No, I was not at all surprised with Teng’s statement urging his party veteran leader Lim Kit Siang and secretary-general Lim Guan Eng to make way for new leaders.

Selangor exco member Teng Chang Khim

The Selangor exco member gave his reasons which I think are valid and compelling although I do not necessarily agree with them.

On the other hand, Rafizi issued a stern warning to his party president, Anwar Ibrahim, to act immediately against certain individuals in the party whom he considers to be "scoundrels and opportunists".

According to the PKR veep, these people have surrounded Anwar and had brought a dangerous culture to the party.

But are the party leaders listening to the concerns expressed by Teng and Rafizi? They could have in private, but it has been eerily silent in the media.

Political reset

I think that the top leadership of the two parties should examine the duo’s concerns and act upon them where necessary. I think Teng and Rafizi meant well in airing their grouses even if their party bosses resent them for doing so publicly.

Teng is not known to be in the inner circle of the Lims; this is probably why he is more at ease speaking up on what is probably a taboo subject in the DAP.

On the coming DAP elections, I support Teng’s suggestion that Gobind Singh Deo be the next party’s secretary-general.

Guan Eng has recently proposed a “political reset” for Pakatan Harapan. What about implementing the new reset at home first, in the DAP?

If Gobind is elected the sec-gen, he will be the first non-Chinese to lead the DAP. That, to me, is a real political reset. Perhaps, it will also erase the ‘racist Chinese’ stigma (which is not true, of course) associated with the party.

Gobind is senior and experienced enough to hold the top DAP post. If I must add, the Singh family has also sacrificed as much as the Lims for DAP and the people. That is undeniable. (God bless Karpal Singh.)

As for Rafizi’s claim of scoundrels and opportunists in PKR, I take that as a fair warning to Anwar. Many are aware of a certain shady character within the president’s circle who has been in the news for getting into trouble with the law.

PKR vice-president Rafizi Ramli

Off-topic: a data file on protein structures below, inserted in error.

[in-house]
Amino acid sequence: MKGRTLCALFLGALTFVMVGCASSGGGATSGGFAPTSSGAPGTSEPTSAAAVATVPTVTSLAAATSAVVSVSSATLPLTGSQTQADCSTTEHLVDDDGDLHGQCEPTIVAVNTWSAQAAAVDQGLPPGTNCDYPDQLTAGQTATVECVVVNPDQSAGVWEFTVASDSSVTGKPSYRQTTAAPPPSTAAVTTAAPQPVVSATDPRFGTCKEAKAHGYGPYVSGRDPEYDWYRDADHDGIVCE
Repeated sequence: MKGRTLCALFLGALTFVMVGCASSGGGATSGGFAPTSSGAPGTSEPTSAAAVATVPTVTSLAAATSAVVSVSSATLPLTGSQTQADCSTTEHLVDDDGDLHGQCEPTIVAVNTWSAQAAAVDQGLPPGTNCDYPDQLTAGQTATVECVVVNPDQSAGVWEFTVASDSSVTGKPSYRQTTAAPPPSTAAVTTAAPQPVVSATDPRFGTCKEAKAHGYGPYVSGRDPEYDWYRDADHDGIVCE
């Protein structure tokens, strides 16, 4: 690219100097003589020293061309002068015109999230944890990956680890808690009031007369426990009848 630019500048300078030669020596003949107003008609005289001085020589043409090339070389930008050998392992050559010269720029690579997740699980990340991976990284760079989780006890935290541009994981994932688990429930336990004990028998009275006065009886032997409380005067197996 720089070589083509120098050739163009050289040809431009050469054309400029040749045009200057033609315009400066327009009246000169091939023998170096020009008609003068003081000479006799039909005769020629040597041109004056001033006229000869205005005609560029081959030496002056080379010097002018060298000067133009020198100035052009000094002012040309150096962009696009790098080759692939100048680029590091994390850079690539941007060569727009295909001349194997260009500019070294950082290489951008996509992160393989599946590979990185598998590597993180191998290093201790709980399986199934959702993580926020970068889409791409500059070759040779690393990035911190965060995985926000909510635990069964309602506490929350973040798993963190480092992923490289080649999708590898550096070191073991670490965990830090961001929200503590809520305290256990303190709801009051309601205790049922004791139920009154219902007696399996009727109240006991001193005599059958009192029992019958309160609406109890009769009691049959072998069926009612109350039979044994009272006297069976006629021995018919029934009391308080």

Rafizi is also a PKR vice-president and supposedly Anwar’s second-in-command. Given his position, he has the right and responsibility too to help put things right in the party.

Harapan partners have been shouting about establishing a ‘grand coalition’ of the opposition to face Perikatan Nasional in GE15.

Before that, it only makes sense to put your own house in order first. When there is nothing ‘grand’ within your party, it is silly and a waste of time to talk about building something grand outside with other parties.

The talk of an opposition grand coalition, to me, is a syiok sendiri sound bite at the moment. It’s a familiar old tune which we have heard all too often. I doubt that will ever succeed with the messy situation Harapan is in today, both internally and in its inter-party relations.

I say, promote and encourage the speak-up culture in your parties. Leaders may soon learn that ordinary party members who are usually quiet are equally responsible and passionate in giving ideas on moving forward.

But first, they must be given the avenue and opportunity and be encouraged to speak up, even if it means taking on the top party leadership.

A party without ‘blind, deaf and dumb’ followers will most surely progress and succeed.

FRANCIS PAUL SIAH is the author of ‘Hijack in Malaysia: The Fall of Pakatan Harapan’. Obtain autographed copies from

Wednesday, December 30, 2020

Yanks ban import of M'sian palm oil

MM Online:

Citing forced labour, US bans import of Sime Darby’s palm oil, related products

A general view of the Sime Darby Plantation headquarters in Petaling Jaya October 2, 2019. In a statement, the CBP said a withhold release order was issued based on information that Sime Darby Plantation has 11 of the mark of forced labour designated by the International Labour Organisation. — Reuters pic

KUALA LUMPUR, Dec 30 — The United States Customs and Border Protection (CBP) has announced today that its personnel will detain any palm oil and products manufactured by Sime Darby Plantation Bhd and its subsidiaries or affiliates.

In a statement, the CBP said a withhold release order was issued based on information that Sime Darby Plantation has 11 of the mark of forced labour designated by the International Labour Organisation.